We’ve said it before and we’ll say it again, you’ve got to watch this rockumentary about the Black punk group that predated Bad Brains, the Sex Pistols and the Ramones.
12. Beauty is Embarrassing (2012)
Wayne White is the man behind “Pee-wee’s Playhouse.” He’s an artist who’s done a Smashing Pumpkins video, visuals for Peter Gabriel’s “Big Time,” “Beakman’s World,” and “The Weird Al Show.” “Beauty is Embarrassing” covers all this and more.
13. Indie Game: The Movie (2012)
These are the “underdogs” of the gaming industry, who’ve created works like “Super Meat Boy,” the adventures of a skinless boy in search of his girlfriend, who is made of bandages. Yes.
14. Helvetica (2007)
Shout out to the typography lovers everywhere and all those individuals who fervently craft Word documents in a font lovingly known as Helvetica. These are its origins.
15. Fame High (2012)
“We always want to find that one special student,” says an ominous voice in the “Fame High” trailer. Yup, it’s that high school — the Los Angeles County High School for the Arts (LACHSA), where future actors, singers, dancers, and musicians are made.
16. Just Like Being There (2012)
Thanks to MONDO and Gallery 1988, the world is becoming even more excited about the vintage gig poster, those stunning works of graphic design and illustration that pay homage to music’s greatest acts. Need to brush up on your gig poster history? Here’s your chance.
17. The Black Power Mixtape: 1967-1975 (2011)
This is a portrait of the Black Power Movement in the United States, as captured by Swedish journalists and filmmakers. Beautiful cinematography and a stunning historical documentary of the late ’60s and early ’70s.
18. Ai Weiwei: Never Sorry (2012)
You’ve definitely heard about the Chinese artist and political dissident by now, but you might have procrastinated and not yet viewed Alison Klayman’s biographical doc. Well, it’s on Netflix and you have no excuse.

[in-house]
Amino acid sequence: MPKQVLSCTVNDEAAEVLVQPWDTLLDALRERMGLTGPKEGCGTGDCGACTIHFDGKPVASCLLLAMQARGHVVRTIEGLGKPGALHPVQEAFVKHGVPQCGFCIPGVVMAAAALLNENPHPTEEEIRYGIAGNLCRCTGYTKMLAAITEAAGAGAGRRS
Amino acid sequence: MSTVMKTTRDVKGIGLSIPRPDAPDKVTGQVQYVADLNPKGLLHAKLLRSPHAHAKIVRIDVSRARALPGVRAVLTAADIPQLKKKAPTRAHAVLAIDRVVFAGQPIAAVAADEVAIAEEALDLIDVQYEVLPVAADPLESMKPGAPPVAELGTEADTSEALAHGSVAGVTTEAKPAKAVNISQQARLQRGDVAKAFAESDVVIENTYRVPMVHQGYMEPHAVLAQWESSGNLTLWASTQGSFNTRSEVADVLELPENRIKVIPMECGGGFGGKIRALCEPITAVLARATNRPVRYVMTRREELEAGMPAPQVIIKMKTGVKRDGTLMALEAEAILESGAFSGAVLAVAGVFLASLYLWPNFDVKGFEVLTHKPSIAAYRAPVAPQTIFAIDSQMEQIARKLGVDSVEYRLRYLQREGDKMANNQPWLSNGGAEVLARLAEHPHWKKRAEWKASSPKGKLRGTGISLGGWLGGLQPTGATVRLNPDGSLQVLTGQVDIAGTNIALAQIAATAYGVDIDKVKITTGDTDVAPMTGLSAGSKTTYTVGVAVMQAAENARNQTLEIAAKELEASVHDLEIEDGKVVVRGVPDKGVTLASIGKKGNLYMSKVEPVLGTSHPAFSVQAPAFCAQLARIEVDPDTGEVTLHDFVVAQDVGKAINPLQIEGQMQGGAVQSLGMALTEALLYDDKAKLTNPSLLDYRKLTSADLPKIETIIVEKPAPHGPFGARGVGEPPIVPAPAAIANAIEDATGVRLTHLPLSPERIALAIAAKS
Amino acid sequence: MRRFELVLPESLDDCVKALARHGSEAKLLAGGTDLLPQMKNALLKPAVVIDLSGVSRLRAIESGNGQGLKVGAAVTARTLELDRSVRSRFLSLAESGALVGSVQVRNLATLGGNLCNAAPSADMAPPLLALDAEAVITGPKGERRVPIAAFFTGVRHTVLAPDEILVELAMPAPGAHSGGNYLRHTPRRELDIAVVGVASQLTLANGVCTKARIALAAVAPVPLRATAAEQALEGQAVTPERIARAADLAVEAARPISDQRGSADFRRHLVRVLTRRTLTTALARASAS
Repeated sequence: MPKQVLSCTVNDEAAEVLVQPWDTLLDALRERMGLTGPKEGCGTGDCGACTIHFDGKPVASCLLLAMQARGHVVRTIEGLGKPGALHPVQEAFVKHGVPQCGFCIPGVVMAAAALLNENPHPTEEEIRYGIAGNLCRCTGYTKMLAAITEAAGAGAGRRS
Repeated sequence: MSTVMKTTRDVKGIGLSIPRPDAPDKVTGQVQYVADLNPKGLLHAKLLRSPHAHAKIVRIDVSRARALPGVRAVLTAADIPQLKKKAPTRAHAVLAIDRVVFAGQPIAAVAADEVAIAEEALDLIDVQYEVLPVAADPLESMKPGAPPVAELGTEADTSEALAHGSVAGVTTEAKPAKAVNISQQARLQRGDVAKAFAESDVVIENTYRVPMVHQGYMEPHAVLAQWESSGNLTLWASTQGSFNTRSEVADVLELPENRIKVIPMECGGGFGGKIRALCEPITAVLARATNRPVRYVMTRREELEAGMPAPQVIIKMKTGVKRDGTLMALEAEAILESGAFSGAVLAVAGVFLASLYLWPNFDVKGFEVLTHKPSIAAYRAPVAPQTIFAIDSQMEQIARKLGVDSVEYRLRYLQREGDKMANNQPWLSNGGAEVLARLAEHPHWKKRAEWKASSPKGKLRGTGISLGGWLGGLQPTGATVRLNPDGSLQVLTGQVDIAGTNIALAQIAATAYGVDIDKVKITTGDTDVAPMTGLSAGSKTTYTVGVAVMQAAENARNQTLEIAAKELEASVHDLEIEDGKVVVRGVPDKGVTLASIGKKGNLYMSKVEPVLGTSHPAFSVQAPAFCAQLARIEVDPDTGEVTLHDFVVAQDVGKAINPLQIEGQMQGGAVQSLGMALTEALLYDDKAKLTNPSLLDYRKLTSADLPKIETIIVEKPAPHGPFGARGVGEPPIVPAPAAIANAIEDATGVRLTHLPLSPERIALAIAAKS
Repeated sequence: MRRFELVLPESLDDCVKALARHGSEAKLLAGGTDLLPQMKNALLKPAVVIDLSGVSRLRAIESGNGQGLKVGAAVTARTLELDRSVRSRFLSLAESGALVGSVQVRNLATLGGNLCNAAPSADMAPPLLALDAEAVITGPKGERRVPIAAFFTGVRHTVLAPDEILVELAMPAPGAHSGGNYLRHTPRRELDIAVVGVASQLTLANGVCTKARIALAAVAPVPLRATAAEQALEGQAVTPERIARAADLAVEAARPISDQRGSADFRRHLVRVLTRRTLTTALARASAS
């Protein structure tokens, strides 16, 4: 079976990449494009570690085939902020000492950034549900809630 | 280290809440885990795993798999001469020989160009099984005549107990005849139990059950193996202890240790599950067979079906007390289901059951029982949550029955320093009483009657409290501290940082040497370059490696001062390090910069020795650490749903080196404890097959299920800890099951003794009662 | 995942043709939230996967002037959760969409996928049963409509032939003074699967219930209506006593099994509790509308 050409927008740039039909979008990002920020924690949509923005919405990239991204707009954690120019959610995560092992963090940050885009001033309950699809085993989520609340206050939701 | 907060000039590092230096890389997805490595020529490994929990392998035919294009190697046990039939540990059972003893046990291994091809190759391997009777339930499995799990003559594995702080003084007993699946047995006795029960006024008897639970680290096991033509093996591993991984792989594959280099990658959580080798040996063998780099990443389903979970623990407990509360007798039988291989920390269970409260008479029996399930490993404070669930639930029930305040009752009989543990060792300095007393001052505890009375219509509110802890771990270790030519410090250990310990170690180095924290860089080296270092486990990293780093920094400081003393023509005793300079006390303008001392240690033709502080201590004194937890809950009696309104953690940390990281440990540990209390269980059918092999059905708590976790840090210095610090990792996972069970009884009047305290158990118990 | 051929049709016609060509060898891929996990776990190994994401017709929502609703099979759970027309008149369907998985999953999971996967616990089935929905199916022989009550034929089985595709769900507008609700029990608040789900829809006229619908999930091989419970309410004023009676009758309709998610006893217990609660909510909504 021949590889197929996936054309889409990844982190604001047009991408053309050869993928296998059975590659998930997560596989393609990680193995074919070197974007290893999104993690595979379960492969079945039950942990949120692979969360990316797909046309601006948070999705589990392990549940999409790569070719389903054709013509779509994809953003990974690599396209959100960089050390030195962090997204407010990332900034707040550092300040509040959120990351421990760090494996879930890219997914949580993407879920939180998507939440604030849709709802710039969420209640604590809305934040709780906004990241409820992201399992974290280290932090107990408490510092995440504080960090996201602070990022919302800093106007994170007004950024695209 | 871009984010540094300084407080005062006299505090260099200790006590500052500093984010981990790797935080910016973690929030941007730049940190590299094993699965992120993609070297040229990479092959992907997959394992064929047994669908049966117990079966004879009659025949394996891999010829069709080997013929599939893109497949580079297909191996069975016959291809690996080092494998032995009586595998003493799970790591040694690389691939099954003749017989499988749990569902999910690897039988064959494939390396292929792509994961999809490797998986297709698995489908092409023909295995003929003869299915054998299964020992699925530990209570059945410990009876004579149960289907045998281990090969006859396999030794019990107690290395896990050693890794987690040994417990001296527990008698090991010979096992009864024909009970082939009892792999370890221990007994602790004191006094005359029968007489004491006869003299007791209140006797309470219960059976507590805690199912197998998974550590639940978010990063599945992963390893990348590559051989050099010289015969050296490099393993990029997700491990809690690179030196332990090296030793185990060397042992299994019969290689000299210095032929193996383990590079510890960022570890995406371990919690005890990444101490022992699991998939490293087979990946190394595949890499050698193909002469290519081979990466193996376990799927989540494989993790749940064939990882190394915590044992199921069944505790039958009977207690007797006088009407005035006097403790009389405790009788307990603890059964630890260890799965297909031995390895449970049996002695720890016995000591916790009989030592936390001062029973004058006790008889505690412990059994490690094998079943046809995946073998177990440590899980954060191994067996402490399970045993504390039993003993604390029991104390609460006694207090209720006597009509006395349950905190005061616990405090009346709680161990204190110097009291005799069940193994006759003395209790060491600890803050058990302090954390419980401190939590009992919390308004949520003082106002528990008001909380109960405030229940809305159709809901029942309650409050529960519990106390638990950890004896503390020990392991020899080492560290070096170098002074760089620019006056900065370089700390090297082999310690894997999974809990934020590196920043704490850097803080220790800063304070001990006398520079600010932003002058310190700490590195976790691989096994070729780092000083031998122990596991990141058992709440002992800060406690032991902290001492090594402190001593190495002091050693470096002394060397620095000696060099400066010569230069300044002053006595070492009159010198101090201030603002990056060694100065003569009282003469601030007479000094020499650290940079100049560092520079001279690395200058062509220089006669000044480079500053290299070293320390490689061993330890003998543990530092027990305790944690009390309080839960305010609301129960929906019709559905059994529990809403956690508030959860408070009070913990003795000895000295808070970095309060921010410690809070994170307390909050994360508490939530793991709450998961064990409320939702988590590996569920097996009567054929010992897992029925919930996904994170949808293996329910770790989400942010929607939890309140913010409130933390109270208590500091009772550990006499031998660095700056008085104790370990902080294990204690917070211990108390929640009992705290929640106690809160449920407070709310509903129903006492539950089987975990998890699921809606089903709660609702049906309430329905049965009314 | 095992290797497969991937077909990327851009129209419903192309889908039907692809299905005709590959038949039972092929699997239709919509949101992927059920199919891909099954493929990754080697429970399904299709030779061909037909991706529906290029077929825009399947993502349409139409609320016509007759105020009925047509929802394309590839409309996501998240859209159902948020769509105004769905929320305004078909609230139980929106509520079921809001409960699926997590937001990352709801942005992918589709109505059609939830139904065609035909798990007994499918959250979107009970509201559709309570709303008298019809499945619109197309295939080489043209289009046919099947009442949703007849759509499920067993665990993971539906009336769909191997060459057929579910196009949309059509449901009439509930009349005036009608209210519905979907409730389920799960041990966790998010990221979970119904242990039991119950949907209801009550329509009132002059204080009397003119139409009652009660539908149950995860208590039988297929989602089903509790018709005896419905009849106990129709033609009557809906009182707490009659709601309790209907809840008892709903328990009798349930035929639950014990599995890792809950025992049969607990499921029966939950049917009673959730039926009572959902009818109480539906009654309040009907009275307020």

19. Upside Down: The Creation Records Story (2010)
Creation Records will go down in history as one of the world’s most successful independent music record labels, or “the ultimate fucked-up family.” Check out “Upside Down,” a definitive history of the label, and make your own assessment.
20. Diana Vreeland: The Eye Has To Travel (2011)
She launched Twiggy, hailed Barbara Streisand’s nose, advised Jackie Onassis, made waves at the Factory and Studio 54. This is an overview of the “Empress of Fashion”s 50-year reign.
21. The Art of the Steal (2009)
This is THE scandal of the art world, as the trailer declares. (It involves the Barnes Foundation, $25 billion and a bunch of conspiracy theories. Oh, art.)
This is the Greenwich Village documentary you’ve been waiting for. “Greenwich Village is mostly a state of mind, but in the Village everyone is young inside.”
23. The Antics Roadshow (2011)
A Banksy-directed documentary that looks at the art pranks, acts of art vandalism and general activist antics that have rocked the world.
24. Pina (2011)
Everything you ever wanted to know about contemporary choreographer Pina Bausch. Or, for the unitiated, a beautiful, 3D documentary chock full of knowledge that will impress your cultured friends.
25. I Think We’re Alone Now (2008)
“I Think We’re Alone Now” introduced the world to Jeff and Kelly, two people who claim to be in love with the 80’s pop singer Tiffany.